Minnesota church hosts prayer vigil for migrants forced to ‘remain in Mexico’
An immigrant-welcoming UCC congregation in Minnesota hosted an interfaith prayer vigil on behalf of migrants, refugees and asylum seekers, tied to the first anniversary of U.S. government protocols that force them to remain in Mexico until their cases can be heard.
An immigrant-welcoming congregation of the United Church of Christ in Duluth, Minn., hosted an interfaith prayer vigil Wednesday night on behalf of migrants, refugees and asylum seekers, tied to the first anniversary of U.S. government protocols that force them to remain in Mexico until their cases can be heard.
People from around the city on the west shore of Lake Superior congregated at Peace United Church of Christ, invited by the local Interfaith Committee for Migrant Justice.
“This is an opportunity for us to gather and be nourished in the work of advocating on behalf of migrants,” said the Rev. Charlotte Frantz, the event organizer. “Our group has sponsored community forums, collected signatures on petitions, encouraged public comments on pending executive orders/regulations that affect immigrants, visited legislators and recently gave testimony at a hearing on consent to resettle refugees. Tonight’s vigil is a moment to pause, pray, sing, and share the Spirit’s passion for the work we do.”
The vigil was prompted by an Interfaith Immigration Coalition website post designating Jan. 29 as a National Day of Prayer for Asylum Seekers (#Faith4Asylum), to lift up people facing increasing obstacles and danger at the southern border because of Migrant Protection Protocols. On Jan. 25, 2019, the U.S. Department of Homeland Security began implementing MPP, or the “Remain in Mexico” policy. It sends asylum seekers back to Mexico to wait until their claims are addressed in U.S. immigration courts. According to Human Rights Watch, by November 2019, 56,000 asylum seekers, including 16,000 children (about 500 of whom were under 12 months old), had been sent back to wait in Mexico.
Frantz said that’s the latest injustice of an “inconsistent and, in my view, irresponsible, immigration system” fueled by racism.
“Most of our faith traditions have some variation of the mandate to welcome the stranger, or treat the sojourner as a citizen, because ‘we, too, were once strangers in the land,’” said Frantz, a retired UCC minister and member of Peace UCC. “Our faith community leaders include Anishinaabe elders, Jewish leaders, Islamic leaders, Christian leaders including mainline progressives, Roman Catholics, and several evangelical congregational leaders. Even though we may disagree on many issues or in the way we worship or call upon God, on this issue we find common ground based on our faith.”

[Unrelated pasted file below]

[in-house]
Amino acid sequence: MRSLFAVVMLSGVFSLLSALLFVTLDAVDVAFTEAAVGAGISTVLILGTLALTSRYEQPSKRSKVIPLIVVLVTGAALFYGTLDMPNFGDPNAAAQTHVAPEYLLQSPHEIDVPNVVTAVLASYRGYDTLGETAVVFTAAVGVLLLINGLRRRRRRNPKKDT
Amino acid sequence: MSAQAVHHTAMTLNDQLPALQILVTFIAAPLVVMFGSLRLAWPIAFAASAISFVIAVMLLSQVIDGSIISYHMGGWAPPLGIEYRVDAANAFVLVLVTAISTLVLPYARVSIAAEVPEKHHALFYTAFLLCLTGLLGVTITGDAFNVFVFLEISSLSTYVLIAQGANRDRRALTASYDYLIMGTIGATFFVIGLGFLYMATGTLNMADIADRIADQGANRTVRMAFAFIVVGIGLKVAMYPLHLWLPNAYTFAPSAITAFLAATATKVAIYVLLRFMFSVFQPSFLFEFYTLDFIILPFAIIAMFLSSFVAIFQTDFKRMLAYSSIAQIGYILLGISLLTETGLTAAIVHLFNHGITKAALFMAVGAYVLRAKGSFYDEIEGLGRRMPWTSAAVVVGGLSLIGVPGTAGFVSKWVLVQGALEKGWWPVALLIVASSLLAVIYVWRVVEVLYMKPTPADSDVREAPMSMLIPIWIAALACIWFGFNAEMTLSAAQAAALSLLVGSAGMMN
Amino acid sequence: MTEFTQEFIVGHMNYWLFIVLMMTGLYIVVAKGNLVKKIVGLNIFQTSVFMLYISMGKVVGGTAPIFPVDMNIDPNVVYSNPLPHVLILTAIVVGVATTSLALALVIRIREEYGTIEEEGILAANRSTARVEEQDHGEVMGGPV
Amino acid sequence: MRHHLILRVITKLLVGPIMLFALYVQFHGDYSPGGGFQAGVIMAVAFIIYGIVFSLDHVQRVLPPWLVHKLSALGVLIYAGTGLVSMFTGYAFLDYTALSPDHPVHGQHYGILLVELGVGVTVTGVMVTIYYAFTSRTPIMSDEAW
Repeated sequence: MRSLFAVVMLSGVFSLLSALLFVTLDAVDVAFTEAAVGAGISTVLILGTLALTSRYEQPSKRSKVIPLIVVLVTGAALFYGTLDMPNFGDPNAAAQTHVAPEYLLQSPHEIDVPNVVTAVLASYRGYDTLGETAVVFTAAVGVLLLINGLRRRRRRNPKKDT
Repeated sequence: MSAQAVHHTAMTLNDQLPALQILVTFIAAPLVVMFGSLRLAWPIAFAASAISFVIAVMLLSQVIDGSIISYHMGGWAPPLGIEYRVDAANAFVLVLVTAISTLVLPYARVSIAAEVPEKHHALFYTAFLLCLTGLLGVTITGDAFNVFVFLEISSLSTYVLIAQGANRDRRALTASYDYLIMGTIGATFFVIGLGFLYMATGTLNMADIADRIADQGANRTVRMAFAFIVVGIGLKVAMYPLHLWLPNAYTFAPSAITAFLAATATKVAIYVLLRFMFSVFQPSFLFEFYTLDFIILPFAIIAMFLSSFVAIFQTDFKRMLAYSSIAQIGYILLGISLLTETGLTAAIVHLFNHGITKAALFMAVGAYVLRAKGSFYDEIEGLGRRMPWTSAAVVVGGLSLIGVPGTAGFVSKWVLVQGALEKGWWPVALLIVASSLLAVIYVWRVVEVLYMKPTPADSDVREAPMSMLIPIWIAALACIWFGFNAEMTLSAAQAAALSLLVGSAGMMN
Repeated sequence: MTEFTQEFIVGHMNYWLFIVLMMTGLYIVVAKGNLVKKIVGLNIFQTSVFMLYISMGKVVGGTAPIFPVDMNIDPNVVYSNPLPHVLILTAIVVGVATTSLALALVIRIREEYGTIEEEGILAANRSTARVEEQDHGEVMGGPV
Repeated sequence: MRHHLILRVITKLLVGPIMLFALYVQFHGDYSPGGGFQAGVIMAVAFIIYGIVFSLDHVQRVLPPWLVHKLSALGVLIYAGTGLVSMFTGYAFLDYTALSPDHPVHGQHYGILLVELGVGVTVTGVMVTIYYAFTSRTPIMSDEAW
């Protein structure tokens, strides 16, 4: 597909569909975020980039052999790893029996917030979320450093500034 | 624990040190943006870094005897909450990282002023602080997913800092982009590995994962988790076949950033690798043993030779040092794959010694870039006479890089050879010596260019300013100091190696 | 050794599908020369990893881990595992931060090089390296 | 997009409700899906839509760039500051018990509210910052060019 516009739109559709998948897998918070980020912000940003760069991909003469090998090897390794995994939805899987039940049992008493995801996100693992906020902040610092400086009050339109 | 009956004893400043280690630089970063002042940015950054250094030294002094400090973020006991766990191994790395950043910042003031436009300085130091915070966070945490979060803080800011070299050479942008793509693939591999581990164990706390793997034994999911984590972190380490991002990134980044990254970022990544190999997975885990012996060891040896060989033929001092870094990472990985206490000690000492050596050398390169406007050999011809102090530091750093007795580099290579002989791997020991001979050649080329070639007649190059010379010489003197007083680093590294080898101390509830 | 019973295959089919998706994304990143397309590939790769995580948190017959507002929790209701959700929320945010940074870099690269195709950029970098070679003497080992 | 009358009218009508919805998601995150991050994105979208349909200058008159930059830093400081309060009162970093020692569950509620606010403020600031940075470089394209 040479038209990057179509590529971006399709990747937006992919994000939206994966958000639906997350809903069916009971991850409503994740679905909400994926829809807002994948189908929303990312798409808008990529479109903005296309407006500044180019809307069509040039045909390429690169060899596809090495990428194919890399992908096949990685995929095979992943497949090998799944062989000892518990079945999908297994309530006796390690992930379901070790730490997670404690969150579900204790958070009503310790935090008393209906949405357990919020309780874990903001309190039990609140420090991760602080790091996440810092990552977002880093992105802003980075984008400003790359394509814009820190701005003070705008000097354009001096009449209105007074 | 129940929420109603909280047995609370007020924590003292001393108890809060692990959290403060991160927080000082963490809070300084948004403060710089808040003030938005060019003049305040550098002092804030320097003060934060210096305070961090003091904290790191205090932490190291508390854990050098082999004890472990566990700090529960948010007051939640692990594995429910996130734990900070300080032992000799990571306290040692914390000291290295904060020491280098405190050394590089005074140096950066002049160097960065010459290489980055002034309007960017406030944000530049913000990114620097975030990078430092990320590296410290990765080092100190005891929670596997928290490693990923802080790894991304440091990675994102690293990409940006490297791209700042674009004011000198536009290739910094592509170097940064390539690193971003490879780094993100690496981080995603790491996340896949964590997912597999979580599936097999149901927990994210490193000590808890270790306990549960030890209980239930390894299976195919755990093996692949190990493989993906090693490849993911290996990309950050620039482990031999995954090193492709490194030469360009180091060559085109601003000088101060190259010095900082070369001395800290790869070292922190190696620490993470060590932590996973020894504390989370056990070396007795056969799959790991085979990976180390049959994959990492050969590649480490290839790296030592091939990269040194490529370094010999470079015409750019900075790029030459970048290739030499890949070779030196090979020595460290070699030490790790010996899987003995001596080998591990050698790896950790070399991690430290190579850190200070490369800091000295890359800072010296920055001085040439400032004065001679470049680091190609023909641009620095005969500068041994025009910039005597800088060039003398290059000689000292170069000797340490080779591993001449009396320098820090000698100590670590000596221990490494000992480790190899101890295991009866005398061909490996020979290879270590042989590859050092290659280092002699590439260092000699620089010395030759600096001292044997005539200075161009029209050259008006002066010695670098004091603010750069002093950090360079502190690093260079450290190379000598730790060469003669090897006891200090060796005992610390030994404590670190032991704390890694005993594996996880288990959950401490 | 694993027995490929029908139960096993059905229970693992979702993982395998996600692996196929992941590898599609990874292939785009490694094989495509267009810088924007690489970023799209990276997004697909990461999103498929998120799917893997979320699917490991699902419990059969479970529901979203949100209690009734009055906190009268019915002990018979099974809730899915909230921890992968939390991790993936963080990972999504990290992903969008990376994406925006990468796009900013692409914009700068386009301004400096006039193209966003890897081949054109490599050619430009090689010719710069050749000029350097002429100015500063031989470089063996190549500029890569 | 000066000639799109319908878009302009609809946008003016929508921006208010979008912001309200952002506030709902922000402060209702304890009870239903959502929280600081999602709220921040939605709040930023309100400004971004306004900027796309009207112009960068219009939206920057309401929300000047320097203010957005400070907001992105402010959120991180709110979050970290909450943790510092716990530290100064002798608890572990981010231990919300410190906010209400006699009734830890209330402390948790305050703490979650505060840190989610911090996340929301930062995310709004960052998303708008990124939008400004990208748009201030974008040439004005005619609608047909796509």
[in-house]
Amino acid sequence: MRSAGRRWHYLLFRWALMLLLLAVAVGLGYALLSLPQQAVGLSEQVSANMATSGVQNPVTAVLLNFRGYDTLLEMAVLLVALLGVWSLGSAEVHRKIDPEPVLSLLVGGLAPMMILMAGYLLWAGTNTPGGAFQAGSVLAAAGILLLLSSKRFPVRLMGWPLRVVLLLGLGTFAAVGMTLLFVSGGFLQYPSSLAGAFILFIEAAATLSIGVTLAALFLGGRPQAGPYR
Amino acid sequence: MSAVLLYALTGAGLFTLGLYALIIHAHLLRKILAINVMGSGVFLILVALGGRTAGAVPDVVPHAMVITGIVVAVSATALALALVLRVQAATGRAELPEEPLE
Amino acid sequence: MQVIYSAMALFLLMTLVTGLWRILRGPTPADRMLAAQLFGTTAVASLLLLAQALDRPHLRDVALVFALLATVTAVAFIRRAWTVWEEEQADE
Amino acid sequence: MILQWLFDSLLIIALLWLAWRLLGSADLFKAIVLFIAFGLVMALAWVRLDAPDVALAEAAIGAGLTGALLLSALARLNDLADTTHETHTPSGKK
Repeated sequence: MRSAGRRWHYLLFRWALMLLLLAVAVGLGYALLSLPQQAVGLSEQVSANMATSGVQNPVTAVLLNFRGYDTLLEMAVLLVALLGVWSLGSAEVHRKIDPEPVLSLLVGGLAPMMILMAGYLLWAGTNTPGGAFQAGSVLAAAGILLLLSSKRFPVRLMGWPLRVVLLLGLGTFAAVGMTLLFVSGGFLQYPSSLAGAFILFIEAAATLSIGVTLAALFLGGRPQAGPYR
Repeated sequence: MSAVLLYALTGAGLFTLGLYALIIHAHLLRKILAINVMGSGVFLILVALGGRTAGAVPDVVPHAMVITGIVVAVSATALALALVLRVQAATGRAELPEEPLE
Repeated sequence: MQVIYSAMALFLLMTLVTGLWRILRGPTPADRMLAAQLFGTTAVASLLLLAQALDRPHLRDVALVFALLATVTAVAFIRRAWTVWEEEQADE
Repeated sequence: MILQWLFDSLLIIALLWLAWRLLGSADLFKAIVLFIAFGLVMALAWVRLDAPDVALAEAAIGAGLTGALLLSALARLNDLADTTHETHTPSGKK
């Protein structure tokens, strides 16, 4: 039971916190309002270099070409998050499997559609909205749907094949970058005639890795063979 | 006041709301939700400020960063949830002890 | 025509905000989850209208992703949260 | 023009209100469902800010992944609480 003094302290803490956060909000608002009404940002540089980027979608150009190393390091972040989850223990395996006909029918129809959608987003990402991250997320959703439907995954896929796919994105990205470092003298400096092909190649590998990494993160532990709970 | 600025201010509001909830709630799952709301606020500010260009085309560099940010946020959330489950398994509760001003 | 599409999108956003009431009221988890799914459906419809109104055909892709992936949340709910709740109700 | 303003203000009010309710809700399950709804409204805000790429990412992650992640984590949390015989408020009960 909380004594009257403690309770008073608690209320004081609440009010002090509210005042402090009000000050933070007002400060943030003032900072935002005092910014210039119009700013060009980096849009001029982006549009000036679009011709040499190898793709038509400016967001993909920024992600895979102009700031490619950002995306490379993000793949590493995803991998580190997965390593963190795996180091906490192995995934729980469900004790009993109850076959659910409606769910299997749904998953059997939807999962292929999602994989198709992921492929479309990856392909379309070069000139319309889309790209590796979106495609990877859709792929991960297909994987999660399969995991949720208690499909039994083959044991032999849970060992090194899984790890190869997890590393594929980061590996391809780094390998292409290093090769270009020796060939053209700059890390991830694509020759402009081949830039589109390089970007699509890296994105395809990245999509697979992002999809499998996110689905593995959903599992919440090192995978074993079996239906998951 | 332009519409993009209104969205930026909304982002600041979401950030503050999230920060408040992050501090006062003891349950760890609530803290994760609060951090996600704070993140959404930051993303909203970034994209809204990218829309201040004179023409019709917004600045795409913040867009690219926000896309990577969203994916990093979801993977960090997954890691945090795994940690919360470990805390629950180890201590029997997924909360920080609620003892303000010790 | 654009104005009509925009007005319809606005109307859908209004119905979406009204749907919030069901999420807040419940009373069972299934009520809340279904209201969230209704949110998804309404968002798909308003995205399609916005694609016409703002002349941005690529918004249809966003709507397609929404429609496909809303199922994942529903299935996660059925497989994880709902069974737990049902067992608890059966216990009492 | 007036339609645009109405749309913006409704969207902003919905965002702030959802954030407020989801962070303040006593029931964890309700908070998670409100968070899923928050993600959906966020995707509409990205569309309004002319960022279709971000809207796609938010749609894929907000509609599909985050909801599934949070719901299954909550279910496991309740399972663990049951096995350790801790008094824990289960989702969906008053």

The Duluth group, which Frantz said represents more than three dozen faith communities, formed after Peace UCC voted to become a sanctuary congregation a few years ago and invited other churches to become “sanctuary supporting.” The coalition most recently has been active advocating for refugee resettlement in St. Louis County. The county board on Jan. 7 put off a decision on a resolution that would provide consent for refugees to stay in the county, with board members voting to push back their decision on the issue until May.
Advocacy also had a place at the prayer service, with a table where people could pick up information and sign petitions. “But I suggested that we participate in this vigil, less as a call to action, and more for spiritual nurture,” said Frantz. “We have been involved in a lot of action in the past few months and I think we need an opportunity to pray, sing, cry, give thanks and find hope in that quiet place where the Spirit dwells.”
The sanctuary was open 30 minutes before and after the service for personal prayer and meditation. Peace UCC, pastored by the Rev. Kathy Nelson, became the denomination’s newest Immigrant Welcoming Congregation with a vote at its annual meeting on Sunday, Jan. 26. At last count, there are more than 300.
Earlier Wednesday morning, in the shadow of the U.S. Capitol, UCC ministers joined people of other faiths for a vigil calling for the end of the “Remain in Mexico” policy. Gathering outside the building that houses the denomination’s Washington, D.C., Office, immigration advocates called on lawmakers to support the Asylum Seeker Protection Act (HR 2662) and urged vigil participants to call their representatives and demand justice for migrants denied the right of protection at the U.S. border.
The Rev. Noel Anderson, coordinator of the UCC Collaborative on Immigration, has seen firsthand how people are being mistreated under Migrant Protection Protocols.
“I was recently in Matamoros, Mexico, and spoke to hundreds of migrants seeking asylum. They were stuck on the bridge, not able to present themselves at the border. Most of them in makeshift camps were even scared to go to the store down the street for supplies, for fear they could be kidnapped by cartels looking for ransom,” he said. “Dozens of UCC congregations are participating this week in the Faith4Asylum campaign, mobilizing actions to stop these inhumane policies. Our people are lifting up a bold and prophetic voice in spaces that are not always welcoming to immigrants, which makes our faithful voice even more important.”
To learn more about how your can advocate and organize for just immigration policies, sign up to join the UCC National Collaborative on Immigration.
To call your legislators, find their numbers here.
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